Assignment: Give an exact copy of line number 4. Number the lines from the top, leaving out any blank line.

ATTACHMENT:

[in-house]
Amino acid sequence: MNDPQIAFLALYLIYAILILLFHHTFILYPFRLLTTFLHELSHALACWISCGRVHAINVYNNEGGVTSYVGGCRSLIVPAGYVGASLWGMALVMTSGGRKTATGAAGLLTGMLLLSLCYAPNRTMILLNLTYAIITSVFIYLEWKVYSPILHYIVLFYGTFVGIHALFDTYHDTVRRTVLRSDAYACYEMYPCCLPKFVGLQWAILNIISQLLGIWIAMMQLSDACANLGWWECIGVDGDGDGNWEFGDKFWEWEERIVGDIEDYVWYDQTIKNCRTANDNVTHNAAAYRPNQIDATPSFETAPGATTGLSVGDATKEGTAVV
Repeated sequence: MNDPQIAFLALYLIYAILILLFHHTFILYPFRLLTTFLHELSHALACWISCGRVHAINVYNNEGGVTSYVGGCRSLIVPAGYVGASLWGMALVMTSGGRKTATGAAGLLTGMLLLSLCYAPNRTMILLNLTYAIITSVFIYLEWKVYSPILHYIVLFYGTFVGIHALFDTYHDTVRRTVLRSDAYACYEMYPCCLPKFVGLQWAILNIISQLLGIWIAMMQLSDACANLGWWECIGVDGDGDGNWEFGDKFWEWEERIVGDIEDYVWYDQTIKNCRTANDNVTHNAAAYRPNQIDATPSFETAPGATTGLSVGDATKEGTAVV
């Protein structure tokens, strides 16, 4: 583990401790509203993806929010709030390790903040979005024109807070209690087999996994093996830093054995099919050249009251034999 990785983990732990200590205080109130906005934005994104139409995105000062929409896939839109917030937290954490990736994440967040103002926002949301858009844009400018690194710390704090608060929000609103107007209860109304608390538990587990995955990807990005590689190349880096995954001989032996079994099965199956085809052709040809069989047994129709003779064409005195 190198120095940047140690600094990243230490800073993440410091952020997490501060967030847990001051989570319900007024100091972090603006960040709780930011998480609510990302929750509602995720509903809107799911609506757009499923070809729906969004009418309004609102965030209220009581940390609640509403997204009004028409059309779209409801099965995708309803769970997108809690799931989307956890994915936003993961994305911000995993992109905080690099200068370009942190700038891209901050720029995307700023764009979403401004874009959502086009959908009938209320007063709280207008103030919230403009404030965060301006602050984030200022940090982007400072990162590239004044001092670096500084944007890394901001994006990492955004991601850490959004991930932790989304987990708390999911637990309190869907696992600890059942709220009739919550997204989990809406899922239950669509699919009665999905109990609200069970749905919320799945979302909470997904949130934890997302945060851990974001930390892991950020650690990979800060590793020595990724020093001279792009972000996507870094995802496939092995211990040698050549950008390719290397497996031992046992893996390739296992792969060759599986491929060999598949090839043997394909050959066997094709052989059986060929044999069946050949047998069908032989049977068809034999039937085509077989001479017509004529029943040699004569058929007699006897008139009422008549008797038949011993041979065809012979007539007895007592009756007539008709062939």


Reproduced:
């Protein structure tokens, strides 16, 4: 583990401790509203993806929010709030390790903040979005024109807070209690087999996994093996830093054995099919050249009251034999 990785983990732990200590205080109130906005934005994104139409995105000062929409896939839109917030937290954490990736994440967040103002926002949301858009844009400018690194710390704090608060929000609103107007209860109304608390538990587990995955990807990005590689190349880096995954001989032996079994099965199956085809052709040809069989047994129709003779064409005195 190198120095940047140690600094990243230490800073993440410091952020997490501060967030847990001051989570319900007024100091972090603006960040709780930011998480609510990302929750509602995720509903809107799911609506757009499923070809729906969004009418309004609102965030209220009581940390609640509403997204009004028409059309779209409801099965995708309803769970997108809690799931989307956890994915936003993961994305911000995993992109905080690099200068370009942190700038891209901050720029995307700023764009979403401004874009959502086009959908009938209320007063709280207008103030919230403009404030965060301006602050984030200022940090982007400072990162590239004044001092670096500084944007890394901001994006990492955004991601850490959004991930932790989304987990708390999911637990309190869907696992600890059942709220009739919550997204989990809406899922239950669509699919009665999905109990609200069970749905919320799945979302909470997904949130934890997302945060851990974001930390892991950020650690990979800060590793020595990724020093001279792009972000996507870094995802496939092995211990040698050549950008390719290397497996031992046992893996390739296992792969060759599986491929060999598949090839043997394909050959066997094709052989059986060929044999069946050949047998069908032989049977068809034999039937085509077989001479017509004529029943040699004569058929007699006897008139009422008549008797038949011993041979065809012979007539007895007592009756007539008709062939």